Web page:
All the messages that characterize sexual abuse as “weakness” and “human frailty” only help consolidate tolerance and impunity. So do statements that “to err is human” and that such “errors” don’t compromise institutions or even the “holy” church when the criminals are its priests. Impunity is abetted by a kind of religiosity that is slowly making inroads in Nicaragua, one that promotes a perverse alchemy of changing crimes into sins. There are Christian groups of different stripes in which people confess to “sins” with much shouting and breast-beating, then proclaim that all this ended when they “accepted” Christ and were forgiven. Glory be to God! Really? To what God?
The “sins” that are frequently proclaimed—extortion, theft, swindle, violence against women, sexual abuse—are actually crimes punishable by law. They should be heard by courts and not absolved in church services, television programs or confessionals. This religiosity that dresses up as Christianity and justifies itself in memorized biblical verses is infamy: it favors social tolerance and consolidates the deeply rooted culture of impunity.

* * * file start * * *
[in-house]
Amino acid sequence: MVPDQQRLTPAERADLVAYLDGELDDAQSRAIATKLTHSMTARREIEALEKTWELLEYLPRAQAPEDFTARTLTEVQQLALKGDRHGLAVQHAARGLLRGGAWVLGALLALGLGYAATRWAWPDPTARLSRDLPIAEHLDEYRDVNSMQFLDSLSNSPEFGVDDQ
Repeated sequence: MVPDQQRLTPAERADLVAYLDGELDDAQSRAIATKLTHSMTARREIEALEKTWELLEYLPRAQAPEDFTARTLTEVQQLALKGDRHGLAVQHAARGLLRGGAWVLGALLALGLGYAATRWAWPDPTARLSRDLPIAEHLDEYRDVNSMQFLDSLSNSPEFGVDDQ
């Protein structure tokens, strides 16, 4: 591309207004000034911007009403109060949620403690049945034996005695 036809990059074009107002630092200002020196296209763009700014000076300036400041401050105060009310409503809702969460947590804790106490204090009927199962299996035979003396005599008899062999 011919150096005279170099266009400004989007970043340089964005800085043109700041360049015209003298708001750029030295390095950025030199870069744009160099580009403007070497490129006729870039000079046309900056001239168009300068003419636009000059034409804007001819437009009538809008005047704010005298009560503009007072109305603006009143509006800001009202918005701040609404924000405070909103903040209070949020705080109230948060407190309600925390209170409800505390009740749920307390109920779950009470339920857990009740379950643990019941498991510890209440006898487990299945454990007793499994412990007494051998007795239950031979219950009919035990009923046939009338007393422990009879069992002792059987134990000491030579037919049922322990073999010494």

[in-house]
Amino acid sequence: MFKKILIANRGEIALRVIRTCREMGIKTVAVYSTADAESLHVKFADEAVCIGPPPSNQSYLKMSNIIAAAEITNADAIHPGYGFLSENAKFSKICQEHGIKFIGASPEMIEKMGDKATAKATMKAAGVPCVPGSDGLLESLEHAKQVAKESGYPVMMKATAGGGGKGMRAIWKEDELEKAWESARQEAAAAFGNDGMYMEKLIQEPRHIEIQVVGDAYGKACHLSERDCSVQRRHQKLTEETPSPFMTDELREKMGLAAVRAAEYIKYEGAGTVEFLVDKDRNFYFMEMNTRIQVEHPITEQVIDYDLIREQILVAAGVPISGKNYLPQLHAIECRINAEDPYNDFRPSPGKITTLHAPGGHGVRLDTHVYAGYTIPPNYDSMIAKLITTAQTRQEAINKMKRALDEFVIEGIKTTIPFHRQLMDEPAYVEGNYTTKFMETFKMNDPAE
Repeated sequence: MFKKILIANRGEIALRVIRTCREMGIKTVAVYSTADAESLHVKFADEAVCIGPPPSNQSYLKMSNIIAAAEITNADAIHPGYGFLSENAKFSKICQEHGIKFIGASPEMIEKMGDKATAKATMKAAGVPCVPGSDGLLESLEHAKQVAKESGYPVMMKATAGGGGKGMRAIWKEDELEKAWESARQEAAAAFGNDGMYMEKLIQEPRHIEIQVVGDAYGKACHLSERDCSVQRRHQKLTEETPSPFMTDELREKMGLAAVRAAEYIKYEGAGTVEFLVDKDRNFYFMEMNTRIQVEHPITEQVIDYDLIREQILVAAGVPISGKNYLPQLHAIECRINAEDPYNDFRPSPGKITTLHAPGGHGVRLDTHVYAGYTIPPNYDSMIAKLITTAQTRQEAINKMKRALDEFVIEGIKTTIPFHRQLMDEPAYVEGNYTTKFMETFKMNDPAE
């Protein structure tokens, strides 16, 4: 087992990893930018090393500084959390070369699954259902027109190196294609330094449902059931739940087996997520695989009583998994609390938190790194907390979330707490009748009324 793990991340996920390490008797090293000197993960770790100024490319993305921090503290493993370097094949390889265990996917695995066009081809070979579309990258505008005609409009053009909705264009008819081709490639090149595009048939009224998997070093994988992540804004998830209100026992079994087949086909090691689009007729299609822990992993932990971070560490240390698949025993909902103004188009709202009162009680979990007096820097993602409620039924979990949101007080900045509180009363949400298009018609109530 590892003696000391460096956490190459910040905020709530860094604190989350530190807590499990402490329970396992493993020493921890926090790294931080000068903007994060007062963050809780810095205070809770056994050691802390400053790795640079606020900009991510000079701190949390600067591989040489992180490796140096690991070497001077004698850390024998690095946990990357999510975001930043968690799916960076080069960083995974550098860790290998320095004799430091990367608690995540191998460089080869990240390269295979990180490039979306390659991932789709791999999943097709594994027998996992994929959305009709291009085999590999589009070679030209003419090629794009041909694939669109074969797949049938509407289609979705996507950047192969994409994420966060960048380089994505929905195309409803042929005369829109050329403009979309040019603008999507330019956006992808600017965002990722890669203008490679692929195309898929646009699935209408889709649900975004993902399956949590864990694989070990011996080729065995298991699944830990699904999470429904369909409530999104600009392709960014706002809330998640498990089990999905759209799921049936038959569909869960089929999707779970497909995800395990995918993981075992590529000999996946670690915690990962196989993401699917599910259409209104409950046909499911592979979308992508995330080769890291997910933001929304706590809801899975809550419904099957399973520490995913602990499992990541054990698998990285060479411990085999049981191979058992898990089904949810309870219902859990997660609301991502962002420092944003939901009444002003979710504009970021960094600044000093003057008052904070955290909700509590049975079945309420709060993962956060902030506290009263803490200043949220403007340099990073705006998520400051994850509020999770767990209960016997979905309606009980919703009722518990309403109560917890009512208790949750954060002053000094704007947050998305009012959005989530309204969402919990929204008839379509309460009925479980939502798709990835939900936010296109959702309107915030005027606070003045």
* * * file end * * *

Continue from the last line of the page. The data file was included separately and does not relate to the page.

Objectives in the political realm…From the minute María publicly charged Francisco with the rape of her daughter Rosa, the state institutions tried to rise to the occasion of a case that was and continues to be infinitely more emblematic than the hundreds of other cases that go unattended every day, stuffed into the drawers of state neglect and receiving no justice in the courts. But it was also obvious from the declarations and actions of some officials of those same institutions that the government—whose strategy is to replace the civil society we have today with a party society—would try to make political hay with this second chapter in Rosa’s story. The aim was to undermine the NGOs in the Network of Women against Violence, seeking to investigate them, process them and even hold them responsible for covering up Francisco’s crime and for ineptitude in attending to Rosa.